The youngest brother is camcording much of the family action, he says for a school project. This gives the directors an excuse to have many square-cropped, bouncy scenes, with jagged edges around the objects and low resolution. Other scenes are grainy with a shot-on-videotape-in-poor-lighting look. Much of the movie is in high-resolution, beautiful 35mm. Then, even more distractingly, they start mixing up the resolution and cropping mattes, so that we get a high resolution square shot, supposedly from the camcorder, so the actor can look good in close up. There’s a couple of scenes where the shot alternates between two actors in dialog and one of them is shot in the grainy tape-look format while the other one is in high-res 35mm. Nearly all of the violent scenes are augmented? by quick-motion, tracers, vibrating cameras, or something else to add impact not present in the action itself. I’m sure they had fun playing all these camera games. The problem is that it draws us out of the story. I spent much of the movie’s time thinking about such things, instead of wondering what they were going to do to those poor girls next. There are a few soundtrack scares, but they don’t overdo this.
If it ever gets released, I’ll want to see it again. The camera tricks do not make the movie unwatchable, they’re just distracting. It’s a much better movie than a lot of low-budget horror and it left me with the kind of feeling I get from the old 70s and 80s slashers, but it’s not as graphic.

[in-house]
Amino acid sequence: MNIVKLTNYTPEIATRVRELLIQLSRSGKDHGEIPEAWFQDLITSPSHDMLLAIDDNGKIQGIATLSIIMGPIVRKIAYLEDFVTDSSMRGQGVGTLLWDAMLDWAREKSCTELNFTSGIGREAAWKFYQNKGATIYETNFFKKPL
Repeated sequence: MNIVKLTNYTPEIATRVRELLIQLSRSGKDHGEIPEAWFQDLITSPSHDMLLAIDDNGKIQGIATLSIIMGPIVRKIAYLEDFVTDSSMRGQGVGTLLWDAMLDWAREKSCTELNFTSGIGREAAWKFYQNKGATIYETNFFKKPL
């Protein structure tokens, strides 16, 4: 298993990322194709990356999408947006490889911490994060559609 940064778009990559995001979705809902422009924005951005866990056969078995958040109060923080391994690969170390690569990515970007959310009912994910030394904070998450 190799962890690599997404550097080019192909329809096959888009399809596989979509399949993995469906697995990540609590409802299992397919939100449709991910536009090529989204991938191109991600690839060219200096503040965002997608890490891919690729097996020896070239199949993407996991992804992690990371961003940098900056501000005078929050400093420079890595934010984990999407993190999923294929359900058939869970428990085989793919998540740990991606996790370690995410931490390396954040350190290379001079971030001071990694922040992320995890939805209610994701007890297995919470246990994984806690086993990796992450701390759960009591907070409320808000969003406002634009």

OK, but needed to be nastier.
Meet The Hamiltons: oldest brother David, who likes to murder transient homosexuals; twins Wendell and Darlene, a couple of sadistic nut-jobs who delight in suffering and incest; tortured soul Francis, who reluctantly assists his family in their gruesome activities; and Lenny, who remains unseen for most of the film, locked in a room in the basement.
The opening scene of The Hamiltons, which sees a pretty woman waking to find herself bound and gagged in a grimy hellhole full of bloody surgical implements, made me think that I was in for yet another predictable ho-hum psycho-killer/torture horror, and to be honest, much of what followed did little to alter this perception. The story rarely strayed from the expected hoary clichés of that sub-genre, with only Francis’s internal battle with his conscience being of any real interest. The acting was passable, and the direction perfunctory.
To my surprise, however, writers/directors The Butcher Brothers pack in a pretty neat twist at the end of their film which actually helped me to forgive some of the preceding mundanity, although I can’t help but feel that the whole thing would have been much more successful overall had they not relied so much on their clever ending to completely save the day. Despite the film’s subject matter, this one frustratingly holds back on the graphic sex and violence; had they’d been a little more daring in these departments, this could have been something really special.
Original Language en
Runtime 1 hr 26 min (86 min)
Genre Drama, Horror, Thriller
Director Mitchell Altieri, Phil Flores
Writer Mitchell Altieri, Phil Flores, Adam Weis
Actors Cory Knauf, Samuel Child, Joseph McKelheer
Country United States
Awards 2 wins
Production Company N/A
Sound Mix Dolby Digital
Aspect Ratio 1.85 : 1
Film Length N/A
Negative Format Video (HDTV)
Cinematographic Process Spherical
Printed Film Format 35 mm